With the U.S. government's only deep-earth repository for nuclear waste above the lowest levels of radiation still closed, dozens of containers holding nuclear waste are being storedabove-ground in a parking lot and a waste-handling building.
The federally-owned Waste Isolation Pilot Project, located in southeastern New Mexico, has been closed to underground waste dumping since early February as a result of a series of accidents, including an airborne radiation leak that contaminated at least 13 workers.
Under New Mexico state law, nuclear waste can only be held in the parking area for a maximum of 30 days and in the handling building for a maximum of 60 days. However, state authorities are extending the maximum allowable time.
SCROLL TO CONTINUE WITH CONTENT
If you think a better world is possible, support our people-powered media model today
The corporate media puts the interests of the 1% ahead of all of us. That's wrong. Our mission? To inform. To inspire. To ignite change for the common good.
If you believe the survival of independent media is vital to a healthy democracy, please step forward with a donation to nonprofit Common Dreams today:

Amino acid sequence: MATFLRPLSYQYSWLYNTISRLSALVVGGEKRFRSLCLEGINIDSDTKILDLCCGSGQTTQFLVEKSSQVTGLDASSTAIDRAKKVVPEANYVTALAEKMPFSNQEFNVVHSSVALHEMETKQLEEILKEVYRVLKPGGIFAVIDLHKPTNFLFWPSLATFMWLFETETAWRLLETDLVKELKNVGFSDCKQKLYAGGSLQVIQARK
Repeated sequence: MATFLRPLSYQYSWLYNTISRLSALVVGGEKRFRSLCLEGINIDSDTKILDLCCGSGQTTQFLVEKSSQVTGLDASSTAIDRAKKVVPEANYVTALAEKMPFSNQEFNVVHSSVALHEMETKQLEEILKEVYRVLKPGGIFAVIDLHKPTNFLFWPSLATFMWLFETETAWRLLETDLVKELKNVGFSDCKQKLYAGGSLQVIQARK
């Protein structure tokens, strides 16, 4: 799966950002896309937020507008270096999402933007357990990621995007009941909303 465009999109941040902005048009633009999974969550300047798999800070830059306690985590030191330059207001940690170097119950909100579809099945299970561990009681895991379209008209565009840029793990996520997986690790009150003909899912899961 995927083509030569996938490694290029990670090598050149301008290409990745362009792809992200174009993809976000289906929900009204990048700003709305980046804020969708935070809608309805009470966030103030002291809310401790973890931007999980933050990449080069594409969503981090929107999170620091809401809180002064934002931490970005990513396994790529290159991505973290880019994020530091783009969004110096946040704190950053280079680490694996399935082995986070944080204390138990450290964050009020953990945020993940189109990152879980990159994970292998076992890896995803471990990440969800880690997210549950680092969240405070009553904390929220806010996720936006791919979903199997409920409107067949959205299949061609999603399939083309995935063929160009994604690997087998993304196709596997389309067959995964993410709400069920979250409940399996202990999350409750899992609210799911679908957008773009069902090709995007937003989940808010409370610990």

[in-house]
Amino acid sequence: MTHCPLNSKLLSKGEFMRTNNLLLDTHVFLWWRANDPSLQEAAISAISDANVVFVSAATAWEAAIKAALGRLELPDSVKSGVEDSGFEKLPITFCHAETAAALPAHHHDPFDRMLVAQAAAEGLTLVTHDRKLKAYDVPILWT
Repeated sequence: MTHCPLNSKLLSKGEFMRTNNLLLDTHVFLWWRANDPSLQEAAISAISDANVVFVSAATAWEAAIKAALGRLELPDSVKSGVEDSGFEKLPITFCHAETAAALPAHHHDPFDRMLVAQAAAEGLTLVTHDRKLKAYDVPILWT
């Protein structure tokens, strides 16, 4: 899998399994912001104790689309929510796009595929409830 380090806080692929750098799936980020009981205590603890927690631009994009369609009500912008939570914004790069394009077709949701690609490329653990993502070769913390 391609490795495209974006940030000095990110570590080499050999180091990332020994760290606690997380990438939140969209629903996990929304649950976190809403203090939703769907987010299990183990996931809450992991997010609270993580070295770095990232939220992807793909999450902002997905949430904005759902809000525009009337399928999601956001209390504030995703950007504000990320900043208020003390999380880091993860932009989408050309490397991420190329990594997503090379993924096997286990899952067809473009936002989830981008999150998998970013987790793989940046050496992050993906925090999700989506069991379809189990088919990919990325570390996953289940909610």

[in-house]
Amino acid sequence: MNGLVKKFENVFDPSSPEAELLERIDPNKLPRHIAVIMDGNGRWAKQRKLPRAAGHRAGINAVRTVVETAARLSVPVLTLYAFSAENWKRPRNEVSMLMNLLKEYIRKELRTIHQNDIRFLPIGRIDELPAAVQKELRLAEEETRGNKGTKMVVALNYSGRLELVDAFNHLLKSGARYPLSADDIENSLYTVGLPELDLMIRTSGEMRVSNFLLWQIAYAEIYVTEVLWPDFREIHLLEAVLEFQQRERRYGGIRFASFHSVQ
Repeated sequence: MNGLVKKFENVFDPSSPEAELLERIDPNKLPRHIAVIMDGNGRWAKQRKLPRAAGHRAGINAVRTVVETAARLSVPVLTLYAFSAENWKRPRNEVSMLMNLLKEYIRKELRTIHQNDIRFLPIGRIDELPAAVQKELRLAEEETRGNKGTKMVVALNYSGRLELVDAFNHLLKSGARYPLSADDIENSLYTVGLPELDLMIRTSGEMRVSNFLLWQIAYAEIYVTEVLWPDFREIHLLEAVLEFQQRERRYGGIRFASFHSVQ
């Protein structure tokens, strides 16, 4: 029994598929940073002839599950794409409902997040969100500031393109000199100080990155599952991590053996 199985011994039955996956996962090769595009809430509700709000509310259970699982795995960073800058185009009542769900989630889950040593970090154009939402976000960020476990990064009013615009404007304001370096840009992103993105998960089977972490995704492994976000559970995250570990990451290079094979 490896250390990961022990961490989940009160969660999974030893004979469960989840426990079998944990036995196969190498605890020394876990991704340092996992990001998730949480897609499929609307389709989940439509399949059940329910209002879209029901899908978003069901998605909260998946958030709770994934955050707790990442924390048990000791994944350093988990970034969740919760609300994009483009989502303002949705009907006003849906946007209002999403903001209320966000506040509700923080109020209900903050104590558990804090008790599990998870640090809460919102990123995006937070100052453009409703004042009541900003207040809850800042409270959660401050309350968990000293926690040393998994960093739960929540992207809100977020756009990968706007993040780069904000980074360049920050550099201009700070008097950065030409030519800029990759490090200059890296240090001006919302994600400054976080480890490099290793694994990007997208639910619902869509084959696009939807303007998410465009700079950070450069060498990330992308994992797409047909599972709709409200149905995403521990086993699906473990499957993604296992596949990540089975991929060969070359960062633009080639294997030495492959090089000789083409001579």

WIPP is the bedrock of the U.S. government's current approach to dispose of military-generated plutonium-contaminated transuranic waste from decades of nuclear bomb production and testing. Since it became operational in 1999, WIPP has collected this waste from across the United States, including Los Alamos National Laboratory in northern New Mexico.
The closure has left nuclear waste headed for WIPP stranded, including waste from Los Alamos National Laboratory — which conducts nuclear weapons research — which iscurrently being held in an outside dome in the city of Los Alamos.
The Department of Energy and Nuclear Waste Partnership, the contractor that runs the dump, still do not know what caused the radiation leak.